Ruger’s Single Six is a venerable gun dating back to Bill Ruger’s early days, when the wild west cowboy mystique was alive and well and the market for single action guns was strong. Demand has ebbed and flowed over the years, but Ruger continues to produce them (albeit in a “new” variety with a transfer bar safety bar that makes it safe to carry “locked and cocked”). The Single Nine and Single Ten are chambered in .22 Magnum and .22 Long Rifle respectively. This makes the Single Seven something of an oddity in its .327 Federal Magnum chambering.
For most people, thinking about the venerable (and now defunct) Chicago retailer Montgomery Ward doesn’t conjure up images of guns. Over the years they sold plenty of branded guns (like this rebranded Stevens rifle), but the gun I’m writing about today is actually a Smith & Wesson .44 Double Action, First Model, that was shipped to the Chicago firm on July 15, 1892.
The first thing you notice about this gun is its weight. Clocking in at X pounds and X ounces without any rounds in the cylinder, this is a heavy piece of hardware. Robustly made and with a jewel-smooth action, this gun opens and closes with confidence.
An inevitable question that every gun collector asks is, “who owned this gun?” It’s a question whose answer is usually lost to history, since the idea of keeping records about who bought what gun is, in the United States, a relatively modern phenomenon, and an incomplete one at that. But a gun occasionally tantalizes the interested historian with clues about its first owner, as this particular gun demonstrates.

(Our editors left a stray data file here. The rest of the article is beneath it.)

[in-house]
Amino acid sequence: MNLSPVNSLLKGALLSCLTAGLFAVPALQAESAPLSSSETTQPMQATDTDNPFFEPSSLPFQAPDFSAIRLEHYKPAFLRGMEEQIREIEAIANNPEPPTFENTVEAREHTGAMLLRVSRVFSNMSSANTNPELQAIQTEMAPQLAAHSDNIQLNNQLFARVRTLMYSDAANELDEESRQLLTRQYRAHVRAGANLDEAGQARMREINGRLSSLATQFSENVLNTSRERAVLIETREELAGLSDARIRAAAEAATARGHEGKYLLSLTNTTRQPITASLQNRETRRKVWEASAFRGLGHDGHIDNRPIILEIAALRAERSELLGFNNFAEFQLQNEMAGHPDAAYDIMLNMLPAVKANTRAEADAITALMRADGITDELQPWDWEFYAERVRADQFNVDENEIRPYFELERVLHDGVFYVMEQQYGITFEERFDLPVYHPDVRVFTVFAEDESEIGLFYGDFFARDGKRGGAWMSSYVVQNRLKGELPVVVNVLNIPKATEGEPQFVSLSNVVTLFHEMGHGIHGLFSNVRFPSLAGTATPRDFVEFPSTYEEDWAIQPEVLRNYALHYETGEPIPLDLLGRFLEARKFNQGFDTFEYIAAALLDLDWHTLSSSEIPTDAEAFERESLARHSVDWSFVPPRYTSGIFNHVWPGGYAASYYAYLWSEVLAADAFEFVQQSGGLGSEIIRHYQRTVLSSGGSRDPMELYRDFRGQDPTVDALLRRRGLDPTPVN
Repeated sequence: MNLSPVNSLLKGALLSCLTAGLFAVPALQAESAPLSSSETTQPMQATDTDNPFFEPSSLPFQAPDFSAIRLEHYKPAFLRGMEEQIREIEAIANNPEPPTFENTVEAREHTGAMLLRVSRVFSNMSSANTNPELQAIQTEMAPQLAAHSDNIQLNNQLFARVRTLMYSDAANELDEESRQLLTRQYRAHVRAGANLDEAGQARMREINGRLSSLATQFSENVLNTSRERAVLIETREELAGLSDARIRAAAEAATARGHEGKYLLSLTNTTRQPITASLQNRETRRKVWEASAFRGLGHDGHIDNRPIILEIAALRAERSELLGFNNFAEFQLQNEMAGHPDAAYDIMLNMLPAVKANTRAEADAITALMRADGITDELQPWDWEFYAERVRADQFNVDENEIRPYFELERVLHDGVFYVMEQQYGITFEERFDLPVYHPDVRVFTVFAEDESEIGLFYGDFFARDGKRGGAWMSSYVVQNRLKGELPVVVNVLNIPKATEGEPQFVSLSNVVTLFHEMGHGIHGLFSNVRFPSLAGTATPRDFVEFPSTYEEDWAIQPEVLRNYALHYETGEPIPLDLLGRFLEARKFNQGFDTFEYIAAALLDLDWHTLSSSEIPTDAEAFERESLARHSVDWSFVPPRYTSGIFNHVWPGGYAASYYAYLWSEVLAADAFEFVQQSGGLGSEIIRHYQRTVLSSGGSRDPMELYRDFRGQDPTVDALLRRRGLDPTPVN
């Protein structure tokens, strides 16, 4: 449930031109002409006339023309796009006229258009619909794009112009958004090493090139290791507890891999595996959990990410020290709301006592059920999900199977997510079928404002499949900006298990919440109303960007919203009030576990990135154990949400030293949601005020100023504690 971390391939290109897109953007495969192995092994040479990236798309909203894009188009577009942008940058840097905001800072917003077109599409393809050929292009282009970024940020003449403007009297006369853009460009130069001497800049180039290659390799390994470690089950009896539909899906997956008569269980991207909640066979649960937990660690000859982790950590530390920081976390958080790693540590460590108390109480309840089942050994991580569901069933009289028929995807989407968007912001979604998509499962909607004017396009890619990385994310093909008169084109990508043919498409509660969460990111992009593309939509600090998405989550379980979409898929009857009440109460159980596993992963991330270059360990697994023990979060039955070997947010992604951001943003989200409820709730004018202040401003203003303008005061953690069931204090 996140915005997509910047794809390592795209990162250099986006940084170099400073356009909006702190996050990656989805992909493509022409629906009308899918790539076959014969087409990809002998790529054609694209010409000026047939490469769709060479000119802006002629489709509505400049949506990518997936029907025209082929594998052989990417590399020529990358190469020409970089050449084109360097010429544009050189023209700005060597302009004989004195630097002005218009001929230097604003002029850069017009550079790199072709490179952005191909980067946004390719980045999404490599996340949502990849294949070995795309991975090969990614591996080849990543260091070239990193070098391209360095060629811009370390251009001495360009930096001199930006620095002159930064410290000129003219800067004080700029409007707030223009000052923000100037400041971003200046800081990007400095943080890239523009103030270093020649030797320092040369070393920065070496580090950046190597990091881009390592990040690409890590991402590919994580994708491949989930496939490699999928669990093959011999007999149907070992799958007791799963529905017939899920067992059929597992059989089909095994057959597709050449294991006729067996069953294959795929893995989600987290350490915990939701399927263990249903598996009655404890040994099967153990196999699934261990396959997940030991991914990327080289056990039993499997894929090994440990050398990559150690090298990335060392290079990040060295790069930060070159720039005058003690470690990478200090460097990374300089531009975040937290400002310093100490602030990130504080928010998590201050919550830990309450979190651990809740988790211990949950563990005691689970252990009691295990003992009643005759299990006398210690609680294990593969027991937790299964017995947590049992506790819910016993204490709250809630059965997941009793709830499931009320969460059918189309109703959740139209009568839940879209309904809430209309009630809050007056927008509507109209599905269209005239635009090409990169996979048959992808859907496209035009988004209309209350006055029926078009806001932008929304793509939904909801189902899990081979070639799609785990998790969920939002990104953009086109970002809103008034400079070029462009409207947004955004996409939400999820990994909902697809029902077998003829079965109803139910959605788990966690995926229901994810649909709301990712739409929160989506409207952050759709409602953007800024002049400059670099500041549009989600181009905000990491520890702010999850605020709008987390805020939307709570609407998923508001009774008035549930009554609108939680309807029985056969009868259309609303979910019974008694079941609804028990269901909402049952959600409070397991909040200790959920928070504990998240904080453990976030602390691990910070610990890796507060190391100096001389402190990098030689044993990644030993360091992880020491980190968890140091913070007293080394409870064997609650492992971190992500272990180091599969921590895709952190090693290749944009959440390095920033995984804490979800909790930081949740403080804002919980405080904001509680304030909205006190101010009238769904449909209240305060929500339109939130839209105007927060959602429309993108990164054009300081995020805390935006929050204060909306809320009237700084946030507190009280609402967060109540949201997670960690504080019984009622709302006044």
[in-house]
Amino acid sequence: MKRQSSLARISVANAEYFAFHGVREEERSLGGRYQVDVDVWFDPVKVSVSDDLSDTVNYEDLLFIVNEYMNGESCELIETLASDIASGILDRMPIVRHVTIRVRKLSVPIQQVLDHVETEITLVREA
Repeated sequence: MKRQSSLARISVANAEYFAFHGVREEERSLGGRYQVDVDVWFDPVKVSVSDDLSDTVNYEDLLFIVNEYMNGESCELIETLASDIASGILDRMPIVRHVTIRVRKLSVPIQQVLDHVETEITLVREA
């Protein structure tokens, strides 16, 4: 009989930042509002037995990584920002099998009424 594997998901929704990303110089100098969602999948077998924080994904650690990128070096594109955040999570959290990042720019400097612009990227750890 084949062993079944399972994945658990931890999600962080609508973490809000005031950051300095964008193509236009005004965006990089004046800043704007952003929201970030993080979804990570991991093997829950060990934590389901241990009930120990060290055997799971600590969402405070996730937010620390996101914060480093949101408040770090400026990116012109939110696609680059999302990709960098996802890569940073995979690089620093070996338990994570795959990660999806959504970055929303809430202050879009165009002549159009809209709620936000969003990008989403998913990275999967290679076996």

Colt’s Revolving Pocket Pistol, known to collectors as the “Model of 1849,” put Samuel Colt on the map as a firearms manufacturing empire. There wee over 300,000 of these guns produced during its 26 year production run, and the seemingly endless varieties and permutations of caliber, barrel length, cylinder capacity and accouterments make this gun a collector’s favorite; so much so that there’s an entire book dedicated to it.